The Juridification of war and compensation of victims

| by Dr. Ruwantissa Abeyratne

( November 15, Montreal, Sri Lanka Guardian) Inter arma enim silent leges is a maxim attributed to Cicero, which translates as “In times of war, the laws are silent”. In the 21st century, this maxim, which was purported to address the growing mob violence and thuggery of Cicero’s time, has taken on a different and a more complex dimension, extending from the idealistic synergy between the executive and the judiciary in instances of civil strife, to the overall power, called “prerogative” or “discretion” of the sovereign, to act for the public good and the role of the judiciary as the guardian of the rule of law.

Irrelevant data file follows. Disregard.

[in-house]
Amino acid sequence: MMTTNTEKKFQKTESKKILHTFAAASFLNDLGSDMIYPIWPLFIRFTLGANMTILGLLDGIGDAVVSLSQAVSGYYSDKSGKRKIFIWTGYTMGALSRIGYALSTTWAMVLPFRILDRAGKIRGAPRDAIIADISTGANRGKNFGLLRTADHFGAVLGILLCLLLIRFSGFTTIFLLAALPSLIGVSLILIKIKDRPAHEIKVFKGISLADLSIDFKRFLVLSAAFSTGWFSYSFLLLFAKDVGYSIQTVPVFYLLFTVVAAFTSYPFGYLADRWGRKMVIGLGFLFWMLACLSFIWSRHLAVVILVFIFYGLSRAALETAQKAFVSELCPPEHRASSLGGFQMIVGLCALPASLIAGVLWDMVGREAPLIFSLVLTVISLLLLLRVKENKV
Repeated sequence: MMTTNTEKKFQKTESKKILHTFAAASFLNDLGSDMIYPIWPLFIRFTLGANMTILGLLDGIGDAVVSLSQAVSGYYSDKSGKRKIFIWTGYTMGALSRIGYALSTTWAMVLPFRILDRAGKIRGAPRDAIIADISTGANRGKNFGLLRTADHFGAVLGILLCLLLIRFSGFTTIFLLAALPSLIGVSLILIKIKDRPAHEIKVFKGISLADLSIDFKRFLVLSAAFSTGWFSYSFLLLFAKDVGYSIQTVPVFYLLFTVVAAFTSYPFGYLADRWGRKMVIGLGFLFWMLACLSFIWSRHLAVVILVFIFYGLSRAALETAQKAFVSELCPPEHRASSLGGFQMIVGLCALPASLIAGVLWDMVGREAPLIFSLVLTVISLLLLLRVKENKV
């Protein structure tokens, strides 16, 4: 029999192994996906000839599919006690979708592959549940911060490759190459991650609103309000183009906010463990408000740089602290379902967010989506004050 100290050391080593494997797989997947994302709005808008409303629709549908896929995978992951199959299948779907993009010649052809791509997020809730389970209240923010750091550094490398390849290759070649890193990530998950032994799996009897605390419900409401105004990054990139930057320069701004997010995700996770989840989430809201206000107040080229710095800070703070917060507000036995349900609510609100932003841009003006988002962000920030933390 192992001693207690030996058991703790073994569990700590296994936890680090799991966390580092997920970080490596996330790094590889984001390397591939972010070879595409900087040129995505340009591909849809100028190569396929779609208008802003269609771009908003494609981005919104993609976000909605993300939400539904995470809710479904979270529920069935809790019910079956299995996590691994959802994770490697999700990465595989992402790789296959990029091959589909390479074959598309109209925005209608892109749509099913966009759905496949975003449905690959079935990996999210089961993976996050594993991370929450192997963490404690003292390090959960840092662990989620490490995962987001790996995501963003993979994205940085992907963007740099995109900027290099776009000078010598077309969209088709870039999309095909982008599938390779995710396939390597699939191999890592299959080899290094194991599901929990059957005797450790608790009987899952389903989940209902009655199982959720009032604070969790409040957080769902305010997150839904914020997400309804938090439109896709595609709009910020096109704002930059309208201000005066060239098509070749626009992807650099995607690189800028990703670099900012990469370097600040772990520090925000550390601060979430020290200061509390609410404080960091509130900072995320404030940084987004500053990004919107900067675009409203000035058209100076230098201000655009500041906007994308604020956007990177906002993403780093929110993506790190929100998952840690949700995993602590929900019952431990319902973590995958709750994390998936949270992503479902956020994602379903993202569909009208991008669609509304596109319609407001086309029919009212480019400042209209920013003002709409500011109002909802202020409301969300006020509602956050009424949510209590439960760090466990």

The enduring conflict between executive power and the rule of law is at the heart of this maxim. In modern usage it has become a watchword for the erosion of civil liberties during internal and external strife. The implication of Cicero’s aphorism is that civil liberties and freedoms are subservient to a nation’s self-defence from enemies within or without. This brings to bear certain issues involving evolving principles of law and the role of the judiciary in addressing issues of human liberty, the protection of society in a modern world and the award of compensation to war victims.
Norms of humanitarian law are also enshrined in decisions of courts. Arguably the best known example is the decision rendered in the Velásquez Rodríguez case, handed down by the Inter-American Court of Human Rights against the government of Honduras. The case involved the disappearance of Manfredo Velásquez, a Honduran citizen.